When he was a senator, Barack Obama was criticized for failing to convene a single policy meeting of the Senate European subcommittee, of which he was chairman. In January 2008 I wrote the post: Barack Obama's Lack of Real Interest in Transatlantic Cooperation

Now, one year after his election, Obama is very popular in Europe, especially in Western Europe, even though he "has done much less for Europe than his predecessor," argues Dr. James Joyner of the Atlantic Council:

Despite George W. Bush's defiant "you're with us or you're against us" public stance, he actively solicited advice and input from his NATO partners. Obama, by contrast, is saying all the right things in public about transatlantic relations and NATO but adopting a high-handed policy and paying little attention to Europe.

And many important working-level posts in both the State Department and the National Security Council (NSC) are unfilled, says James Joyner:

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Obama Losing New Europe?

James Joyner of the Atlantic Council was wondering the other day, if the United States are now Losing New Europe, Too?

Bush lost Old Europe with the Iraq war, the argument seems to be. And now Obama's "Reset" policy with Russia annoys New Europe. James cites the Economist with "After two decades of sometimes fervent Atlanticism in the ex-communist world, disillusionment (some would call it realism) is growing" and points to the recent Transatlantic Trends survey by the German Marshall Fund, which suggests that "the ascent of Barack Obama has boosted America's image in most [European] countries, but only modestly in places like Poland and Romania."

And all that was before Obama decided to scrap the missile defense plans for Poland and the Czech Republic. Let's get ready for some angry responses from all Central and Eastern European countries in the next few days.

US Blogger Greg Lawson asks on whether Obama abandoning Eastern Europe?:

This, ultimately, raises the question of why President Obama would essentially throw two allies (who used to suffer under Soviet puppet regimes) under the bus.  Those who know history understand that both the Czech Republic and Poland have been cast aside by Great Powers on any number of past occasions as part of the old school (and by no means dead) balance of power thinking.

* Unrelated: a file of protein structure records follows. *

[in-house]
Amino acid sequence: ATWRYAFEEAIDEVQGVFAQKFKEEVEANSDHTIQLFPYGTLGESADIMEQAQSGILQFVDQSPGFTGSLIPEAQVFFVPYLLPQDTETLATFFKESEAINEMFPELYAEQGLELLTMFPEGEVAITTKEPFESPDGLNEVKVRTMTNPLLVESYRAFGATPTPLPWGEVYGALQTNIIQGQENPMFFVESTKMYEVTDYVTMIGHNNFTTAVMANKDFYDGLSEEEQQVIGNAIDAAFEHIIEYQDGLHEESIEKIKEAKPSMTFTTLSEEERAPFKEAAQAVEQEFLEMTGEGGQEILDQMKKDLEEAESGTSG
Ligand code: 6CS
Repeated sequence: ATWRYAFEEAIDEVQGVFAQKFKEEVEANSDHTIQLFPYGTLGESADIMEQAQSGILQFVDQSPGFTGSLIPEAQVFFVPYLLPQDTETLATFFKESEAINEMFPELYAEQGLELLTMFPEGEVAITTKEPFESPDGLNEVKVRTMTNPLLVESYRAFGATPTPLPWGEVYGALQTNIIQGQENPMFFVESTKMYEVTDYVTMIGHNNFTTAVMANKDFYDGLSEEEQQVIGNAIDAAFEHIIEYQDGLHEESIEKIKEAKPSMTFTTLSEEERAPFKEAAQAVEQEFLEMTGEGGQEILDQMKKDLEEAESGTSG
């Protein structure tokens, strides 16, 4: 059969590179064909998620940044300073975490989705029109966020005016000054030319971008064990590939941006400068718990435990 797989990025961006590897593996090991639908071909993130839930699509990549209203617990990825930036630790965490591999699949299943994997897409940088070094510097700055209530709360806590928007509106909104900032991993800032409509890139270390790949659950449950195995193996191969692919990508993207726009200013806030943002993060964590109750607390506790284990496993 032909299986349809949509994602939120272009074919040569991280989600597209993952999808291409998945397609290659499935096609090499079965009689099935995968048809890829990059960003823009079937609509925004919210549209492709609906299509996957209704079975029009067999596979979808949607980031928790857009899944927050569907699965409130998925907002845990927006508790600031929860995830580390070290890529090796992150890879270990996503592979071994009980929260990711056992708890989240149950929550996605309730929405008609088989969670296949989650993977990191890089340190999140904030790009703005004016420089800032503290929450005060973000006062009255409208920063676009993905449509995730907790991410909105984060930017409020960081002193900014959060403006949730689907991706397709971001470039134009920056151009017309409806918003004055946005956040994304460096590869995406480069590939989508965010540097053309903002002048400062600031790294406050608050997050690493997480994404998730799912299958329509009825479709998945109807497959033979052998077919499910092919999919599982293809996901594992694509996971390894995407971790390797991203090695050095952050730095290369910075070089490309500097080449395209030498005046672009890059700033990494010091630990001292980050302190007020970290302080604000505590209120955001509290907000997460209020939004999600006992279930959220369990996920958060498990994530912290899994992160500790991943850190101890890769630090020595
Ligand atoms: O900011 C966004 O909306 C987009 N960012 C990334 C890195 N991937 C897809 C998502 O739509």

US Relations with Old Europe to Return to "Normal"?

At the end of an article on New Europe, James Joyner adds some optimism on US relations with "Old Europe." He thinks they "will return to what they have been for the postwar period: a mature engagement between peers that will ebb and flow as the situation warrants."

I don't think Western Europe and the United States were peers during the Cold War. And we are still not peers, which is the cause for many current frictions. Europeans, especially Germans, very much want the US to consider them as peers, but government and public opinion are not yet ready to share the burden in foreign and defense policy. And the US might not be prepared to treat Europeans as equals either.

German Prof Gunter Hellmann just published an excellent short essay on the history of the federal republic's desire for "equal status" at AICGS:  "A Status-Conscious Germany between Adolescence and Retirement"

James finishes with "Such a relationship can withstand sharp disagreements, angry words, and hurt feelings.  Resentments and rifts will occasionally arise but they will be temporary.  Our shared values and interests, however, are permanent." What do you think?

Central and Eastern European Leaders Urge Obama Not to Forget Their Region

It's the first open letter of this kind since 1989. A group of former heads of state, heads of government, and cabinet ministers from Poland, Hungary, Lithuania, Estonia, Latvia, Romania, the Slovak Republic and the Czech Republic warn President Obama that their close alliance with United States is undergoing a severe test:

Twenty years after the end of the Cold War, however, we see that Central and Eastern European countries are no longer at the heart of American foreign policy. As the new Obama Administration sets its foreign-policy priorities, our region is one part of the world that Americans have largely stopped worrying about. Indeed, at times we have the impression that U.S. policy was so successful that many American officials have now concluded that our region is fixed once and for all and that they could "check the box" and move on to other more pressing strategic issues. Relations have been so close that many on both sides assume that the region's transatlantic orientation, as well as its stability and prosperity, would last forever.

That view is premature. All is not well either in our region or in the transatlantic relationship. Central and Eastern Europe is at a political crossroads and today there is a growing sense of nervousness in the region.

The open letter is published in English in Gazeta Wyborcza via's Top Press Commentary section.